VHSL six-classification system a virtual certainty, but not without its problems

In the future, Phoebus' football team will compete for the Group 4 championship.

The Virginia High School League on Wednesday took what appears to be the decisive step toward a new postseason playoff setup that radically changes the system in place since the 1970-71 school year.

The VHSL Executive Committee voted 23-3 to implement a six-classification system — with Group 6A including the state's largest high schools and 1A the smallest — based entirely on student population, beginning in August 2013. The state has operated with three classifications — Groups AAA, AA and A — since 1970 in the vast majority of athletic and academic activities.

The final hurdle is a vote by full membership Oct. 16, which is expected to pass with the required two-thirds majority.

Student enrollment sizes from largest to smallest varied widely on the AAA level, with T.C. Williams at 2,907 students and Maggie Walker with 707. The VHSL also sought to address large disparities within the football and basketball divisions — 1, 2, 3 and 4 — used in recent years to decide state championships at the AA and A levels.

The change is unpopular in Hampton Roads, where coaches and administrators have long been happy with the current setup. None disputes the wisdom of having schools of similar enrollment size play for state titles, but many believe the VHSL is moving too fast in giving schools only this school year to reorganize.

"Six classifications is an important step and one that's long overdue," Grafton athletic director Laura Sutton said. "But this gives us until June to get everything done because we're not supposed to work during the summer."

Organizational issues are myriad, because the entire playoff structure is being changed from top to bottom.

New conferences and regionals

While districts such as the Peninsula and Bay Rivers will remain intact for regular-season play, they no longer determine postseason advancement. The first level of postseason play in all team sports except football will be conferences of five to eight schools each.

Conferences are based on enrollment and geographic location, and all teams qualify for the postseason. VHSL co-athletic director Tom Dolan said a committee will be formed in October to decide whether conferences will determine their own points system for seeding, or whether a standardized points system similar to football's will be used.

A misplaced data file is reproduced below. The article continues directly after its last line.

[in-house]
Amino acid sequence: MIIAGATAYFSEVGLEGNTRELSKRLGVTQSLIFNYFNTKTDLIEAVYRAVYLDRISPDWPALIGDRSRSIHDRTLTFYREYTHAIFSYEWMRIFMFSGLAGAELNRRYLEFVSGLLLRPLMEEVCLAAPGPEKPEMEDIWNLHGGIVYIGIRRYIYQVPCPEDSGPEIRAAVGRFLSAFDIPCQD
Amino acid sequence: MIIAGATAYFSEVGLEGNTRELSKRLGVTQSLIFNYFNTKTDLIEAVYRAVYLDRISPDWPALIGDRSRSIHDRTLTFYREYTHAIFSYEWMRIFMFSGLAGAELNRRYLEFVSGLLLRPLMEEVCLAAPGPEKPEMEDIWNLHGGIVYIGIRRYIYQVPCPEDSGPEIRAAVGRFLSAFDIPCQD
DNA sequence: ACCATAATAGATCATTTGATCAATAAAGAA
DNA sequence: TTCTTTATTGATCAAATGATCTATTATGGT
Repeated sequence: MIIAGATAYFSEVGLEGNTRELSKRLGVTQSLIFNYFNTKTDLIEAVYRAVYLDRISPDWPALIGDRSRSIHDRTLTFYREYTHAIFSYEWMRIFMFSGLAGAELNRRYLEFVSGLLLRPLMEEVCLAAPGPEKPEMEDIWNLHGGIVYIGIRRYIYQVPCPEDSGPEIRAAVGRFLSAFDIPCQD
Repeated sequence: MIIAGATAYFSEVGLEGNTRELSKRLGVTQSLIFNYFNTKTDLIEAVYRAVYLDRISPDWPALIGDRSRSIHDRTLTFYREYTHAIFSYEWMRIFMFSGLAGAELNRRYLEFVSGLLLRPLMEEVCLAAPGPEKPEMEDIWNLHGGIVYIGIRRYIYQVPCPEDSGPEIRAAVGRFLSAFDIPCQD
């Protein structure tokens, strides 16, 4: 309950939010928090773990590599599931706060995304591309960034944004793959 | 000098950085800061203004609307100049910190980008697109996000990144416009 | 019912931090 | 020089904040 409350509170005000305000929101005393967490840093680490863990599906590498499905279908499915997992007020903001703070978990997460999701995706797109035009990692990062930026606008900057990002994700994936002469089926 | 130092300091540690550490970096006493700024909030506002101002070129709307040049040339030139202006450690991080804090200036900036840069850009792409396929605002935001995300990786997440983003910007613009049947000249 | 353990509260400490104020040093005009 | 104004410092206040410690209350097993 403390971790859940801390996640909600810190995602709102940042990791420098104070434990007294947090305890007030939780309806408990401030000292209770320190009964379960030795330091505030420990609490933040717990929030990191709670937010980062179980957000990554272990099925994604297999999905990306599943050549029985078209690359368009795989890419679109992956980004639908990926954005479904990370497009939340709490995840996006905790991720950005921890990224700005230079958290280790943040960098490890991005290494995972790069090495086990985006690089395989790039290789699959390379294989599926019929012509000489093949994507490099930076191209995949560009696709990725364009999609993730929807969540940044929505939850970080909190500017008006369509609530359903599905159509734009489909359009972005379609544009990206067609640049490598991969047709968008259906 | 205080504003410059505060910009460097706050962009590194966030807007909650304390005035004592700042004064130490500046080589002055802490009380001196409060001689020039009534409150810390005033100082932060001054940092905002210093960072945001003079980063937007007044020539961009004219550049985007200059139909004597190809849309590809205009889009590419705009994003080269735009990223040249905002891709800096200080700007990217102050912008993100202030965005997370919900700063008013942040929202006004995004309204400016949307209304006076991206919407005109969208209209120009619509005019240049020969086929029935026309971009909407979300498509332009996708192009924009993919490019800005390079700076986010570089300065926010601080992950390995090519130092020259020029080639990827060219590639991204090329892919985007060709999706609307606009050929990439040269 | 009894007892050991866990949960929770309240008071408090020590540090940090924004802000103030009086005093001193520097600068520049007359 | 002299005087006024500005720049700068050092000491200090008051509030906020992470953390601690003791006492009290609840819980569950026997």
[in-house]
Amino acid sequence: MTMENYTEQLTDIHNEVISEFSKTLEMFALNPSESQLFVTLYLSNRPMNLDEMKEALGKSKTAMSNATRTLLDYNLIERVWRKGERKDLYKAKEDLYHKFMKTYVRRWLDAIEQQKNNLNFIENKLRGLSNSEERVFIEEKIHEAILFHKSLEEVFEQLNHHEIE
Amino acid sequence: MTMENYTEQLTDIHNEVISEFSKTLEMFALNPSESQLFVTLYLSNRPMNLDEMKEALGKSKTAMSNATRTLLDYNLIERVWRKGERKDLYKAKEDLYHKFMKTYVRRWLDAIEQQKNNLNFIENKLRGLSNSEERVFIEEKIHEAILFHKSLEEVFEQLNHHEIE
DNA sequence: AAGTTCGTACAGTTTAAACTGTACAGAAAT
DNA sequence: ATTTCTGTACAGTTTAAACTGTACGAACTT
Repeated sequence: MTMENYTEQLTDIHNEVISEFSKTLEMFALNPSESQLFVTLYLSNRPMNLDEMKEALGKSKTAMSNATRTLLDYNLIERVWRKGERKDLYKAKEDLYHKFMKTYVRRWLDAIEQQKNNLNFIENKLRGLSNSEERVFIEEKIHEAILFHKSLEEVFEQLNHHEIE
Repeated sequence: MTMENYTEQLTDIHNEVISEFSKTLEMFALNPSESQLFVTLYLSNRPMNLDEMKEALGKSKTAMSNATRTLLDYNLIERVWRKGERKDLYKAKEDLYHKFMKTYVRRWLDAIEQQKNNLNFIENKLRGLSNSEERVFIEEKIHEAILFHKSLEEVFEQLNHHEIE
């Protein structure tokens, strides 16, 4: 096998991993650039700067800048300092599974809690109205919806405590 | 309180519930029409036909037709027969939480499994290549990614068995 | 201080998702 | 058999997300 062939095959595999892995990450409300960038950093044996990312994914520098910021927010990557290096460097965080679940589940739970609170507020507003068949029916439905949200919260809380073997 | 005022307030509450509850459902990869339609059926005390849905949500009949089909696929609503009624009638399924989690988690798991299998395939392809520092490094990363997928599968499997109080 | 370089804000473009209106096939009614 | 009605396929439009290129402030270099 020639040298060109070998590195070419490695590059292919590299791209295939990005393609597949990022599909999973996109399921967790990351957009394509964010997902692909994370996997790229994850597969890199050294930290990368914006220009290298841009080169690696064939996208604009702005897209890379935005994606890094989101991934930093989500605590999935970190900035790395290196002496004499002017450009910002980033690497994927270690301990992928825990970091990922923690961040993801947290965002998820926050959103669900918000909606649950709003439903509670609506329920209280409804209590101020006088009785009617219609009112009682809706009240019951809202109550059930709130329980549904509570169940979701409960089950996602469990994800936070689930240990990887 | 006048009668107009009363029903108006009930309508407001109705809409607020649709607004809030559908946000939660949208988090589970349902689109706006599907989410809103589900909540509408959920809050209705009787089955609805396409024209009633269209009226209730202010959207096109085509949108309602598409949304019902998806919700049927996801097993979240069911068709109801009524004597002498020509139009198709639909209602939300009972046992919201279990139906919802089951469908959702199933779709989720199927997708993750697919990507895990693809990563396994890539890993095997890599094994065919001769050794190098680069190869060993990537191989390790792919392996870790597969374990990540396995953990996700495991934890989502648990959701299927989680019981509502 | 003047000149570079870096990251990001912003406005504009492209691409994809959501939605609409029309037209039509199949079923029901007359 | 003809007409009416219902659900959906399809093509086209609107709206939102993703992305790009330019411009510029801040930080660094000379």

The champion and runner-up of conference tournaments will advance to the regional. In football, the top 16 teams in each region will advance to the playoffs using a power-points system similar to the one currently used.

The regional structure also has been changed. Currently there are four regions in each of the three classifications. Each of the six new classifications will be divided into two regions of 24 to 28 teams each.

Having to organize these new regions and conferences by August prompted Oscar Smith principal Paul Joseph, chairman of the Eastern Region Principals Council, to write the VHSL, requesting it to postpone implementation of the six classification system until a plan could be more fully developed.

Joseph wrote last week, "The list of actions that would be impacted by this decision would be staggering."

Joseph's list includes: governance at state, regional and conferences levels; finance on the conference and regional levels; tournament format and organization, as well as election of officers, on the regional and conference levels.

Reorganization under way

Lafayette athletic director Dan Barner does not expect such an extension to be granted, any more than he thinks the full membership will reverse the Executive Committee's vote. Barner said representatives of the 27 schools of the new region Lafayette will be in, the Group 3A East Region, will meet Sept. 26 at James Monroe High in Fredericksburg to begin organizing.

"We voted against this (six-classification system), but it's like any athletic team: When you lose, you move on and get ready for next week's game," Barner said. "We have to begin working on a regional handbook, as well as set up committees for dealing with finances, seeding, trophies and game officials.

"And we've got to do that within our (eight-team) conference. It's a lot to be done and we can't afford to look back."

That said, Barner is concerned that the size of the 3A East Region could make postseason travel costly. The region includes teams from the state's Southside, Peninsula, Northern Virginia and Shenandoah Mountain areas.